A Novel Flow Cytometry Tool for Fibrosis Scoring Through Hepatic Stellate Cell Differentiation
Type: Molecular Diagnostics
Sector: Endocrinology-Metabolic Diseases
Nonalcoholic steatohepatitis (NASH) is a leading cause of morbidity and mortality with no effective therapy. However, there are numerous NASH drugs in clinical development, with a projected market during the 2020s of >$10B. The prevalence of NASH is ~7% worldwide and growing based on increasing rates of obesity and the metabolic syndrome, and the prevalence of NASH fibrosis is >1% (>4M in US).
Hepatic stellate cells (HSCs) are the major cell type involved in fibrosis and the anti-fibrotic activity of NK-cells is decreased in fibrosis, thus failing to prevent fibrosis associated with the progression of NASH. This unique feature can make NK-HSCs interaction a useful tool for the assessment of the fibrotic stage of a patient.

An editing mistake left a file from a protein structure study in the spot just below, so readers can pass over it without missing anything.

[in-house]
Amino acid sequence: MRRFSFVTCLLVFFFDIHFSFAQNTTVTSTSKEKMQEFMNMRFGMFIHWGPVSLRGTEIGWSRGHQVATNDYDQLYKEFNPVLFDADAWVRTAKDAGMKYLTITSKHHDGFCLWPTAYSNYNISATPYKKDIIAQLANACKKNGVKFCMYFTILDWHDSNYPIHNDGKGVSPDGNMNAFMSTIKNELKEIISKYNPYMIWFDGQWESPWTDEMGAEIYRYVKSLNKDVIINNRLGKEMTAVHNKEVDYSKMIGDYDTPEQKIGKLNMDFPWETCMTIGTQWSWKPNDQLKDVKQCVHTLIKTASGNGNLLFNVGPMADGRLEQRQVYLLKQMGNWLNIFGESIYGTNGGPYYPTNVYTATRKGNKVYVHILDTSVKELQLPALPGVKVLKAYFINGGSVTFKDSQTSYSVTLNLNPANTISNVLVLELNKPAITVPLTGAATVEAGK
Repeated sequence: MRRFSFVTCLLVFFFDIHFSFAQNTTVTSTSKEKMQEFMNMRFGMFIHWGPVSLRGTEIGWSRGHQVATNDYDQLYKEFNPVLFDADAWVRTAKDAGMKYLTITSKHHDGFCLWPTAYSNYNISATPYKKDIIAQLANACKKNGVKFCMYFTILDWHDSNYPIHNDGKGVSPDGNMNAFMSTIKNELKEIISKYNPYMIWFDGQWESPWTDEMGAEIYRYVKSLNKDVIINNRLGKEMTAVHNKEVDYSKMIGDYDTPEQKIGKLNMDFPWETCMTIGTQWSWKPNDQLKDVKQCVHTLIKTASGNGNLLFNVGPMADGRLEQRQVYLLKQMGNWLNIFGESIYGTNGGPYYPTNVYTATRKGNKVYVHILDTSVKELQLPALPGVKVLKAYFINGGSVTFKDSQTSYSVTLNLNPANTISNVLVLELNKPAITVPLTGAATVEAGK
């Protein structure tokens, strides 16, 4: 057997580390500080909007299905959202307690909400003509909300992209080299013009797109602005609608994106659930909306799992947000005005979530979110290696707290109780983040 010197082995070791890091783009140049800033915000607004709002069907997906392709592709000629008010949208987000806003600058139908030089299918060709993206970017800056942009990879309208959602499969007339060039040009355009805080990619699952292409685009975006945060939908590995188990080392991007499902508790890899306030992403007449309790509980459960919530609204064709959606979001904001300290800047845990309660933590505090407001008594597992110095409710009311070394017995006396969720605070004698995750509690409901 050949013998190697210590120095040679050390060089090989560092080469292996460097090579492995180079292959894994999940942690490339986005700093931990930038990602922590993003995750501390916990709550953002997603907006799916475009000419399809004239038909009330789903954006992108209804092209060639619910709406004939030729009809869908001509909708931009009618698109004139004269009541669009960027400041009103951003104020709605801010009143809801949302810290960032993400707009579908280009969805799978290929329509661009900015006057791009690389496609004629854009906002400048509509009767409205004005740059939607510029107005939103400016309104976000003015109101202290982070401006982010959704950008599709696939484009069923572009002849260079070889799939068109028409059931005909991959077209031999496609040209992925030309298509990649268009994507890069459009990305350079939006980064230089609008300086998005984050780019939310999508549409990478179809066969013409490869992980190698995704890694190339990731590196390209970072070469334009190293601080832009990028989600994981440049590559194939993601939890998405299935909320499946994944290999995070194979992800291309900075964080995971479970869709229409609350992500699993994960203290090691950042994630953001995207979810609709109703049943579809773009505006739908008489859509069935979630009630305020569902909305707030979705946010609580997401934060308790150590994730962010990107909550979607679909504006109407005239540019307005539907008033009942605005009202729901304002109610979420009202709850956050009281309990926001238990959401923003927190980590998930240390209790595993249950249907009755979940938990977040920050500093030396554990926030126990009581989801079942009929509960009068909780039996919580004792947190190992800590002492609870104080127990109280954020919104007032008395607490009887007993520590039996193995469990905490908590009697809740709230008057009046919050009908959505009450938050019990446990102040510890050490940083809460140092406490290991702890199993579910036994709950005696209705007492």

Currently liver biopsy is the gold standard for diagnosis of NASH, and is often avoided especially when only 1/50000 of the whole liver tissue is sampled during a liver biopsy, for which sampling error is of concern. This poses a major need for a non-invasive and accurate assay for diagnosis of the fibrotic state of a patient. Such an assay can be useful for companies developing therapeutics in order to monitor the outcome of their drug candidate as well as for diagnostics companies.
NK cells isolated from heathy donors did not activate HSCs while NK cells from both F1 and F4 fibrosis grade patients exposed to HSCs, showed elevated activation markers of HSCs and differentiated the cells to four-subpopulations using the flow cytometry analysis. The findings were recently published and can be viewed in the following link https://www.ncbi.nlm.nih.gov/pubmed/29517852
A diagnostic and prognostic tool for companies performing clinical trials in therapeutics for NASH to identify the fibrotic state of a patient, as well as a tool for physicians that can be sold as a kit by diagnostics companies.
Studying liver microenvironment through the in vitro interplay between cells and evaluating phenotypic changes is of a great prognostic value and could be a non-invasive and competitive tool for diagnosing NASH with no need for liver biopsy.